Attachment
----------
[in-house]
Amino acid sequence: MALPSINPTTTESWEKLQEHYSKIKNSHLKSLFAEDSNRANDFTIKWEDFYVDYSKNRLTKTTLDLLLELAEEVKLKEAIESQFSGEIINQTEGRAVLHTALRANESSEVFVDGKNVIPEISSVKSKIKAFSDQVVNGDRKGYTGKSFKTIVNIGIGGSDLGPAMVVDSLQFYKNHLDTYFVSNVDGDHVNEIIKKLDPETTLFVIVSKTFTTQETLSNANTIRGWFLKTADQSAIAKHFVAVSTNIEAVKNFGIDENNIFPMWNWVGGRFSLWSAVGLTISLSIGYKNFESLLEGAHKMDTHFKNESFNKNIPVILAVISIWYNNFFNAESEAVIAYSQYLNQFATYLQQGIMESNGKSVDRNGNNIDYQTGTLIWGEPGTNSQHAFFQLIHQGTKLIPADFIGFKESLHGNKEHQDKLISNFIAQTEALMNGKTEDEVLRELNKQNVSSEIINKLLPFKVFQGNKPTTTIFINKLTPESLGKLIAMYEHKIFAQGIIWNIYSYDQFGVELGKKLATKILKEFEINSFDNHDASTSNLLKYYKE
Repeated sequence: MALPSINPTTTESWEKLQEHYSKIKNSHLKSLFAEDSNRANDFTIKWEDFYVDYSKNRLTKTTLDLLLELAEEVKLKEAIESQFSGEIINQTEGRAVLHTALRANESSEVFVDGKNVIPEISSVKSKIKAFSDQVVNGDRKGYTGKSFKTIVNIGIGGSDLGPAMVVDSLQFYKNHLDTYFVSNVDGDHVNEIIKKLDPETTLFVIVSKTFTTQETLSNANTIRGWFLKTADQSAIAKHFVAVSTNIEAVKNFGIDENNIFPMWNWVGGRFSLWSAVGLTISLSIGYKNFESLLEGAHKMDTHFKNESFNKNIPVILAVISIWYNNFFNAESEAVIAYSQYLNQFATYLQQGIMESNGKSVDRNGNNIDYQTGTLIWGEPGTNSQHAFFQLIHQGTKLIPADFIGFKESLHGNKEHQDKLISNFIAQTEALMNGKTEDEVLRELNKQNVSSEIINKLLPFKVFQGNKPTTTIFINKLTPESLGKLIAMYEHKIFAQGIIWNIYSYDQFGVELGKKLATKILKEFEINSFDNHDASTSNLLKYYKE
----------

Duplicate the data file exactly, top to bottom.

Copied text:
[in-house]
Amino acid sequence: MALPSINPTTTESWEKLQEHYSKIKNSHLKSLFAEDSNRANDFTIKWEDFYVDYSKNRLTKTTLDLLLELAEEVKLKEAIESQFSGEIINQTEGRAVLHTALRANESSEVFVDGKNVIPEISSVKSKIKAFSDQVVNGDRKGYTGKSFKTIVNIGIGGSDLGPAMVVDSLQFYKNHLDTYFVSNVDGDHVNEIIKKLDPETTLFVIVSKTFTTQETLSNANTIRGWFLKTADQSAIAKHFVAVSTNIEAVKNFGIDENNIFPMWNWVGGRFSLWSAVGLTISLSIGYKNFESLLEGAHKMDTHFKNESFNKNIPVILAVISIWYNNFFNAESEAVIAYSQYLNQFATYLQQGIMESNGKSVDRNGNNIDYQTGTLIWGEPGTNSQHAFFQLIHQGTKLIPADFIGFKESLHGNKEHQDKLISNFIAQTEALMNGKTEDEVLRELNKQNVSSEIINKLLPFKVFQGNKPTTTIFINKLTPESLGKLIAMYEHKIFAQGIIWNIYSYDQFGVELGKKLATKILKEFEINSFDNHDASTSNLLKYYKE
Repeated sequence: MALPSINPTTTESWEKLQEHYSKIKNSHLKSLFAEDSNRANDFTIKWEDFYVDYSKNRLTKTTLDLLLELAEEVKLKEAIESQFSGEIINQTEGRAVLHTALRANESSEVFVDGKNVIPEISSVKSKIKAFSDQVVNGDRKGYTGKSFKTIVNIGIGGSDLGPAMVVDSLQFYKNHLDTYFVSNVDGDHVNEIIKKLDPETTLFVIVSKTFTTQETLSNANTIRGWFLKTADQSAIAKHFVAVSTNIEAVKNFGIDENNIFPMWNWVGGRFSLWSAVGLTISLSIGYKNFESLLEGAHKMDTHFKNESFNKNIPVILAVISIWYNNFFNAESEAVIAYSQYLNQFATYLQQGIMESNGKSVDRNGNNIDYQTGTLIWGEPGTNSQHAFFQLIHQGTKLIPADFIGFKESLHGNKEHQDKLISNFIAQTEALMNGKTEDEVLRELNKQNVSSEIINKLLPFKVFQGNKPTTTIFINKLTPESLGKLIAMYEHKIFAQGIIWNIYSYDQFGVELGKKLATKILKEFEINSFDNHDASTSNLLKYYKE